Elizabeth Wagele

The Career Within You

How to Achieve Social Know-how

Learning personality types’ strengths can help you gain skills you lack.

Posted Aug 20, 2013

Do you ever wish you more popular or socially cool? My writing partner, Renee Baron, was a 2–Helper in the Enneagram and an ENFP in the MBTIR. Two’s focus on their image, their social skills, helping and giving to others, and making the environment pleasant for social interactions. Renee was charming, made new friends easily, and took a great interest in her clothes and appearance. She was tuned in to other people, at times more than to herself. Her strengths were relatively foreign to me as a 5–Observer. Though I appreciated looking good and pretty clothes, I preferred to devote little time to them and I was rather shy.

 

Two’s often give advice, especially when extraverted, like Renee. When she thought I had made a social or fashion mistake she’d let me know. Sometimes I was too outspoken for her. Though I would sometimes object when I thought someone had said something stupid or hypocritical, Renee would rather stay friendly in similar situations. Two’s want people to like them (and the person they’re with), so what I said when we were together was important to her.

 

Renee could always find something positive or polite to say and I tried to learn this from her. My memory of her still influences me. When I try to fill in some of the social skills I am weak in, I try to think of what Renee would do.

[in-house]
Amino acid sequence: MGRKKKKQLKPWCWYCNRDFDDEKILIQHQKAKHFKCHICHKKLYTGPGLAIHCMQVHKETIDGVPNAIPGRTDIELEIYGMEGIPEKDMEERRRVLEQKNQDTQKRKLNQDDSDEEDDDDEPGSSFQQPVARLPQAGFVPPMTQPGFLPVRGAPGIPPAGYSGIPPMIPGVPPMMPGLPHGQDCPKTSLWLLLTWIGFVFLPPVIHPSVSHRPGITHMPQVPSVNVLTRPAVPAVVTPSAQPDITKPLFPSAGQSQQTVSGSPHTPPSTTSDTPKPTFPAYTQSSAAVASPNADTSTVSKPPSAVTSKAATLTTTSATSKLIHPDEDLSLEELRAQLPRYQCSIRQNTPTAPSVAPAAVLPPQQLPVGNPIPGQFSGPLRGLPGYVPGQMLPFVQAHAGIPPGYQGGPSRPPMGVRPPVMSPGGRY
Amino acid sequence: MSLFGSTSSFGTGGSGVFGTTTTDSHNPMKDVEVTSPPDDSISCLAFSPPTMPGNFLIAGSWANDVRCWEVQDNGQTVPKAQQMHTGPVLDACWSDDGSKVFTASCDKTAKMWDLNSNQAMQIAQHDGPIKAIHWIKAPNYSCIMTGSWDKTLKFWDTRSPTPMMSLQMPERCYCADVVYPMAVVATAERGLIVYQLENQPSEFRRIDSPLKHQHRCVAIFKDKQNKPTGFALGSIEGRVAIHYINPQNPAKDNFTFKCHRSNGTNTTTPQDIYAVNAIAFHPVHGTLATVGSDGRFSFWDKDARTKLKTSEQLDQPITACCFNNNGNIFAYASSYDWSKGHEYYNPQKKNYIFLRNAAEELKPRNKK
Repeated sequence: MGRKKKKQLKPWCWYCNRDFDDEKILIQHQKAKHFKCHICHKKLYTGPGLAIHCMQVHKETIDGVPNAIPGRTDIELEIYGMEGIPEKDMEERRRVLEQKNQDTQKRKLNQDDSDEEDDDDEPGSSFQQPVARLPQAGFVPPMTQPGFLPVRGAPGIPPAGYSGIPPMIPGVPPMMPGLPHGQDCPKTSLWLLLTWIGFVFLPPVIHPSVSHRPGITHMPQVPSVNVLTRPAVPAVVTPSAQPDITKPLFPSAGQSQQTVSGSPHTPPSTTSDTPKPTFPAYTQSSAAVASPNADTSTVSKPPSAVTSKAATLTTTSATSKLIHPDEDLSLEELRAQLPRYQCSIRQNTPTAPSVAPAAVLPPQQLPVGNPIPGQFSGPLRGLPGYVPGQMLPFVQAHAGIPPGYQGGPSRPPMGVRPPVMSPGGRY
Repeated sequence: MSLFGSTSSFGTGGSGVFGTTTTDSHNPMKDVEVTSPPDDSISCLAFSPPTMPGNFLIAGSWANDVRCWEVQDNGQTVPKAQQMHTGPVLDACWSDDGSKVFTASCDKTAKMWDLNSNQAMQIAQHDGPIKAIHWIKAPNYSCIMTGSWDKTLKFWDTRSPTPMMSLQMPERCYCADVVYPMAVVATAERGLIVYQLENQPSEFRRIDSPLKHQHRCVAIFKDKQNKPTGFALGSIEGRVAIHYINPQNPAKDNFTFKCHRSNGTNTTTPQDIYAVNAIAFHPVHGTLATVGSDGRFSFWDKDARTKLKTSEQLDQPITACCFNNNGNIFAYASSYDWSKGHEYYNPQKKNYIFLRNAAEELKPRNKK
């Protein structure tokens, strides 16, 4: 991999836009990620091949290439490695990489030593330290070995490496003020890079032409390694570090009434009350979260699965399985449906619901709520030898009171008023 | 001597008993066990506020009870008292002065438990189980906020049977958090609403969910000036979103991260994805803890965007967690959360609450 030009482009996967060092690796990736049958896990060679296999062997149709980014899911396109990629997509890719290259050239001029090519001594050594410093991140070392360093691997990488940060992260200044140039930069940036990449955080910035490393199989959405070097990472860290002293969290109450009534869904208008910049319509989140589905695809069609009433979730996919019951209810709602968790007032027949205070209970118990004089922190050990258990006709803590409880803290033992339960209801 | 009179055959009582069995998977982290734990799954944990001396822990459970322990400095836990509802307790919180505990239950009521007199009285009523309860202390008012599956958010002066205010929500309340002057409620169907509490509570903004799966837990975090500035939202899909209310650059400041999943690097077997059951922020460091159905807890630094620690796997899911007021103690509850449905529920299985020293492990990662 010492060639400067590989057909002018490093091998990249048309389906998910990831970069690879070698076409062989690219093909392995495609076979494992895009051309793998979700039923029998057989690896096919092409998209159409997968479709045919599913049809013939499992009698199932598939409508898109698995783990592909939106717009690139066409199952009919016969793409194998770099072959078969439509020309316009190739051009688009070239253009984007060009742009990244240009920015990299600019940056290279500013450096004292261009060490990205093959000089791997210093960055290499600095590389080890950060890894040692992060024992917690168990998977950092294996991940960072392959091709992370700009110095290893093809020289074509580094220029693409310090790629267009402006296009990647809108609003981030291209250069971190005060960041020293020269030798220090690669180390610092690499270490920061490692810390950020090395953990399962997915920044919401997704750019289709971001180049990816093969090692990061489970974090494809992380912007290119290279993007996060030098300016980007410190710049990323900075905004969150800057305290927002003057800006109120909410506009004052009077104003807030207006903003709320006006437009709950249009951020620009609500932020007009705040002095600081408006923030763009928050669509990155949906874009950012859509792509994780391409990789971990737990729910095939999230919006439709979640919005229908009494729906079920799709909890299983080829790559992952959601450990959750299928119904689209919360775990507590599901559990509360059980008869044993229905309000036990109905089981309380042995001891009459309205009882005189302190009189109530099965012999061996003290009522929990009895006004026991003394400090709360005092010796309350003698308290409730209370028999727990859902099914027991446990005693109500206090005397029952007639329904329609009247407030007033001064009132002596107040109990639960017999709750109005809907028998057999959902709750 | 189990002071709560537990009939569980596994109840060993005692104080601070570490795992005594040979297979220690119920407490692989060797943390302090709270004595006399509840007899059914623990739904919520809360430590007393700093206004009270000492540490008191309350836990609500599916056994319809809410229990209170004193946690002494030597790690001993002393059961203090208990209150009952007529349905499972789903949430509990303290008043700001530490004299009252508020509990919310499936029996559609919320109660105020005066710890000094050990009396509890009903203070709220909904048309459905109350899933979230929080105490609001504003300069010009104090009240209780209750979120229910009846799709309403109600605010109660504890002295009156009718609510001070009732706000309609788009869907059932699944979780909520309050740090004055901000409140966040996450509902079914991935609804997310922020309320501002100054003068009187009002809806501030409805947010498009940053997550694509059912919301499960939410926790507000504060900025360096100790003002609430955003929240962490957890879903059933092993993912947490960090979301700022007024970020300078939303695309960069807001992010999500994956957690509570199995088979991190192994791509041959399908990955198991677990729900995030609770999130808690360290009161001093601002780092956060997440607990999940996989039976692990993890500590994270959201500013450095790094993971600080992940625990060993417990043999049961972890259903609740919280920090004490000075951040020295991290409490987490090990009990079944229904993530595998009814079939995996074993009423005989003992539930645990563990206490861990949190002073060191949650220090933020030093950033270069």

If you want to improve your social skills, you can copy some of the personality traits of famous people who are Two’s or of Two’s you know. A good place to start is by noticing how others react to you. If you want to be more extraverted and gregarious, copy people like Tammy Faye Bakker, Kathie Lee Gifford, Dolly Parton, and Richard Simmons. If you want to be friendly but reserved, Ken Burns, Mia Farrow, Arianna Huffington, and Desmond Tutu might appeal to you.

 

Two’s are valuable for helping others value themselves and for finding and acknowledging the goodness in people. Some, like Anita Bryant, Erica Jong, Pamela Harriman, and Danielle Steel work hard on accomplishing something themselves. Others, like Nancy Reagan, are a force behind an accomplished other. At their best, they convey unconditional love and caring. They’ll pitch in and help you when you need it.

 

Here are some famous Two’s from my list and Tom Condon's:

 

Tammy Faye Bakker, Brigitte Bardot, Claire Bloom, Pat Boone, T. Berry Brazelton, Anita Bryant, Ken Burns, Ellen Burstyn, Leo Buscaglia, Lynne Cheney, Petula Clark, Glenn Close, Bill Cosby, Doris Day, Celine Dion, Faye Dunaway, Mia Farrow, Farrah Fawcett, Kathie Lee Gifford, Melissa Gilbert, Danny Glover, Melanie Griffith, Pamela Harriman, Leona Helmsley, Whitney Houston, Arianna Huffington, Anne Jackson, Erica Jong, Sally Kellerman, Diane Ladd, Jessica Lange, Monica Lewinsky, Jerry Lewis, Susan Lucci, Alma Mahler, Imelda Marcos, Florence Nightingale, Merlin Olsen, Christina Onassis, Yoko Ono, Suze Orman, Dolly Parton, Eva Peron, Susan Powter, Priscilla Presley, Patsy Ramsay, Sally Jessy Raphael, Nancy Reagan, Della Reese, Debbie Reynolds, Mr. Rogers, Virginia Satir, Richard Simmons, Danielle Steel, Sally Struthers, Ron Suskind, Marlo Thomas, Richard Thomas, Jennifer Tilly, Tiny Tim, Ivana Trump, Desmond Tutu, Liv Ullmann, and Lesley Ann Warren.

 

Visit http://wagele.com to check out my books, CD, cartoons, and essays, and Famous Enneagram Types.

Read my WordPress blog of 8-13-13: “The New DSM: Abnormal is the New Normal.”

 

 


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